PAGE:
Organics: Getting the Balance Right

Spanish winemaking behemoth Torres, for example, have practiced organic viticulture in general for at least three decades now, and indeed one third of their 2,000 hectares of vineyards are organically managed today. But they’ve said (in passing to me, at least) that due to their size and geographical spread it’s mostly impossible to fully accredit their entire operations as organic, preferring instead to leave their options open where possible.

That said their smaller operations – namely their Chilean and Californian outposts, as well as the more boutique Jean Léon winery up the road – are all fully accredited and certified organic. Containment, it seems, is key: organics appears to be easier when you can own and maintain your own vineyards, and it helps if they’re not too large either (the above estates are 400, 40 & 63 hectares respectively).

So in the case of Torres – and, I suspect, many wineries with a conscience – organics is a means to an end, the end being quality juice and not organic viticulture for the sake of it. Where possible they’ll fly the green flag on the labels, but that’s treated more as a bonus than the objective.

San Michele a Torri, Chianti Colli Fiorentini

Organic Wine from The Organic Supermarket, Purchased Organically

I’d be lying if I said that this is the first organic wine I’ve tasted, since I’ve sampled the organic wines from Torres, M. Chapoutier, Cono Sur and many others in the past. They tended to be on the fly, however, and usually I was confident enough in the producer that I didn’t think to examine their organic offering more closely than the rest of their portfolio.

This, however, was the first time I’ve very consciously bought an organic wine, and what’s more it was from The Organic Supermarket in Rathgar, so I was curious to see how a  bottle from a shop that doesn’t specialise in wine would taste.

To be entirely honest, I wasn’t expecting much. I bought the bottle on a whim as it was on sale, and even then mostly out of curiosity than desire. I was suspicious that the wine would be more about principle over taste … organics as an end rather than a means in other words. As such I expected the wine to be a little weedy but quaffable, though I was willing to take such a hit out of academic interest as well as support a friendly and worthwhile local Irish business.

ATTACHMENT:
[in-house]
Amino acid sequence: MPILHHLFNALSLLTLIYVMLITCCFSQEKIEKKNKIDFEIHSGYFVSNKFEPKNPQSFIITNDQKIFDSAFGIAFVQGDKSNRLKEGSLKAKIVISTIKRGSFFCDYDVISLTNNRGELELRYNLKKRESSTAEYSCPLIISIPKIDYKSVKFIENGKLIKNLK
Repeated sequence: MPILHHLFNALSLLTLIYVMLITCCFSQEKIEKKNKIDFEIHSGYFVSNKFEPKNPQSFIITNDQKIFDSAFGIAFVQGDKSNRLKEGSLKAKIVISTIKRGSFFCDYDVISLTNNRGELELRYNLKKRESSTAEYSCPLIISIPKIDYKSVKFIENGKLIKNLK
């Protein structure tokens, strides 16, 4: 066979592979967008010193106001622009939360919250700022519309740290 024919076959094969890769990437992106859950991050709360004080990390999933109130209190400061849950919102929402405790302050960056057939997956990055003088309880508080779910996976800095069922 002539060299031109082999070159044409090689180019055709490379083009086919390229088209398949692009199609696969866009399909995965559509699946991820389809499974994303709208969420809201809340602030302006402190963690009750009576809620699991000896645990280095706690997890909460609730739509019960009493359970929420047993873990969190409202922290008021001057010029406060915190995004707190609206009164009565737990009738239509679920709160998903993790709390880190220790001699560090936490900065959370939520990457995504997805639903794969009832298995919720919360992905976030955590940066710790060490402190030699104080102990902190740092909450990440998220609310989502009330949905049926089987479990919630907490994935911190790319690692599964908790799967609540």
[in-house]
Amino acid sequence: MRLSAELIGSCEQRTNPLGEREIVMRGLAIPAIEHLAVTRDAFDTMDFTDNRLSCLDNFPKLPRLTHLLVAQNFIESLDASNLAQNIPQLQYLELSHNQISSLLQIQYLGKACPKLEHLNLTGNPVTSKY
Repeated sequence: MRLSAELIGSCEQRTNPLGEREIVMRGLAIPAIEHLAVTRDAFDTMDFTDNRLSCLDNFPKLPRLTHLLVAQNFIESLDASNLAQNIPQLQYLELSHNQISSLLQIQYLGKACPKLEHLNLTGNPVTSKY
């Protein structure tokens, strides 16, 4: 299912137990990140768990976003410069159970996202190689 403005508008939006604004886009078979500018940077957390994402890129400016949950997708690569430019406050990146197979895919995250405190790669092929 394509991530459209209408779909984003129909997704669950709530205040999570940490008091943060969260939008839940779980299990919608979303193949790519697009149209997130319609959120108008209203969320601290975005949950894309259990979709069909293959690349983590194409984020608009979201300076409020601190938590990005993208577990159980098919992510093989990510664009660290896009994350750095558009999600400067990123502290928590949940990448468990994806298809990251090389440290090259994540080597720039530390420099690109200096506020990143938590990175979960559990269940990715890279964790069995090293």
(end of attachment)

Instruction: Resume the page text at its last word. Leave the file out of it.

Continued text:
I’m glad to say, however, that I was wrong.

Fattoria di San Michele a Torri

San Michele a Torri, Chianti Colli Fiorentini

Chianti Colli Fiorentini is one of the seven sub-zones of Chianti and is located just north of the core Chianti Classico area, touching up against the famous historical city of Florence. I could give you a run-down on this region, but Kyle Phillips of the (now defunct) Italian Wine Review has done a far better job than I ever could in his piece A Tasting Of Chianti Colli Fiorentini – click the link to have a read if you’re interested.

Fifty of the 200 hectares that make up the Fattoria di San Michele a Torri are vineyards, with 30 hectares under olive groves and the remainder given over to cereal crops and woodland (I’m assuming that the olives and cereals are the “hedges” against a bad harvest should it ever strike).

On first taste my worst expectations came through: namely, it was thin and uninteresting. But, alas, it was only a minute old, so to speak, and a few more minutes in the glass opened it up. It was delightfully fresh and lively, full of the cherries and vivacious acidity that you’d expect from a nice Chianti. I enjoyed it again and again over the following two days, and was delighted to experience it mellow out and evolve over that time, running the gamut of red berries (redcurrant especially) with some key lip-smacking savouriness.

It’s not a complex and deep wine, but it did offer enough of interest over the few days, and what’s more it offered that one element that’s vital to all good wine the world over: pleasure.

I got this on promotion (at €12.99 I think), but I’d happily pay the full €15.99 next time I’m back in The Organic Supermarket.

San Michele a Torri, Chianti Colli Fiorentini DOCG 2012
80% Sangiovese, 15% Canaiolo 15%, 5% Colorino
€15.99 from The Organic Supermarket online and in-store in Blackrock, Rathgar and Malahide
www.fattoriasanmichele.it